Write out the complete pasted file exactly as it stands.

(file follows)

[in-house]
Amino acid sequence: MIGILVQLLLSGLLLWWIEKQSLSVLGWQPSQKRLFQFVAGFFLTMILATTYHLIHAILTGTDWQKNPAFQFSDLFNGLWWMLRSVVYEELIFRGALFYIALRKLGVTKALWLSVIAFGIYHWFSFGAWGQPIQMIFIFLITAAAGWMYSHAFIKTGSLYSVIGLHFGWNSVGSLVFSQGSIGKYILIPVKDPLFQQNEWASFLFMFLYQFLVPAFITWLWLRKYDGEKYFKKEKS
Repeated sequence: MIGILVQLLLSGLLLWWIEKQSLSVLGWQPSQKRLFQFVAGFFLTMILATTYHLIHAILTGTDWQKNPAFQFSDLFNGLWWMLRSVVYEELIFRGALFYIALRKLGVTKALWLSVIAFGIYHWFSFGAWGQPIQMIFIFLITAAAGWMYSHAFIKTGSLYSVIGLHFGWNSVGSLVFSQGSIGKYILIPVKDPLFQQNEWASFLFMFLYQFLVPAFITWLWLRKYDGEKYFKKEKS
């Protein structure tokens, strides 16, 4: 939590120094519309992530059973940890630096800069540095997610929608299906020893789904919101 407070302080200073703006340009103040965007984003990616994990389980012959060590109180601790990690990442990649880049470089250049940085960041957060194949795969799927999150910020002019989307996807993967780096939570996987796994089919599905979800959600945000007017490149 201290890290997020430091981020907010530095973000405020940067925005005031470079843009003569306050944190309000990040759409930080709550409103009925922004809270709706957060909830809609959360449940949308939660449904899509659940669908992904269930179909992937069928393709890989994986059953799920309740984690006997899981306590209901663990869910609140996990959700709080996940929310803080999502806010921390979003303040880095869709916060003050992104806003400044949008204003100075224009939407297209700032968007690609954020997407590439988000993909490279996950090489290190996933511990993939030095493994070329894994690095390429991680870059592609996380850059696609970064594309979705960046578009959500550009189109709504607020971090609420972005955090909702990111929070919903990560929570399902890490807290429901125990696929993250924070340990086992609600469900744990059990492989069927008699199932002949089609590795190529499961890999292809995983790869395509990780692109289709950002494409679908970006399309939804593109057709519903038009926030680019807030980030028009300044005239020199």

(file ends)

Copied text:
[in-house]
Amino acid sequence: MIGILVQLLLSGLLLWWIEKQSLSVLGWQPSQKRLFQFVAGFFLTMILATTYHLIHAILTGTDWQKNPAFQFSDLFNGLWWMLRSVVYEELIFRGALFYIALRKLGVTKALWLSVIAFGIYHWFSFGAWGQPIQMIFIFLITAAAGWMYSHAFIKTGSLYSVIGLHFGWNSVGSLVFSQGSIGKYILIPVKDPLFQQNEWASFLFMFLYQFLVPAFITWLWLRKYDGEKYFKKEKS
Repeated sequence: MIGILVQLLLSGLLLWWIEKQSLSVLGWQPSQKRLFQFVAGFFLTMILATTYHLIHAILTGTDWQKNPAFQFSDLFNGLWWMLRSVVYEELIFRGALFYIALRKLGVTKALWLSVIAFGIYHWFSFGAWGQPIQMIFIFLITAAAGWMYSHAFIKTGSLYSVIGLHFGWNSVGSLVFSQGSIGKYILIPVKDPLFQQNEWASFLFMFLYQFLVPAFITWLWLRKYDGEKYFKKEKS
């Protein structure tokens, strides 16, 4: 939590120094519309992530059973940890630096800069540095997610929608299906020893789904919101 407070302080200073703006340009103040965007984003990616994990389980012959060590109180601790990690990442990649880049470089250049940085960041957060194949795969799927999150910020002019989307996807993967780096939570996987796994089919599905979800959600945000007017490149 201290890290997020430091981020907010530095973000405020940067925005005031470079843009003569306050944190309000990040759409930080709550409103009925922004809270709706957060909830809609959360449940949308939660449904899509659940669908992904269930179909992937069928393709890989994986059953799920309740984690006997899981306590209901663990869910609140996990959700709080996940929310803080999502806010921390979003303040880095869709916060003050992104806003400044949008204003100075224009939407297209700032968007690609954020997407590439988000993909490279996950090489290190996933511990993939030095493994070329894994690095390429991680870059592609996380850059696609970064594309979705960046578009959500550009189109709504607020971090609420972005955090909702990111929070919903990560929570399902890490807290429901125990696929993250924070340990086992609600469900744990059990492989069927008699199932002949089609590795190529499961890999292809995983790869395509990780692109289709950002494409679908970006399309939804593109057709519903038009926030680019807030980030028009300044005239020199």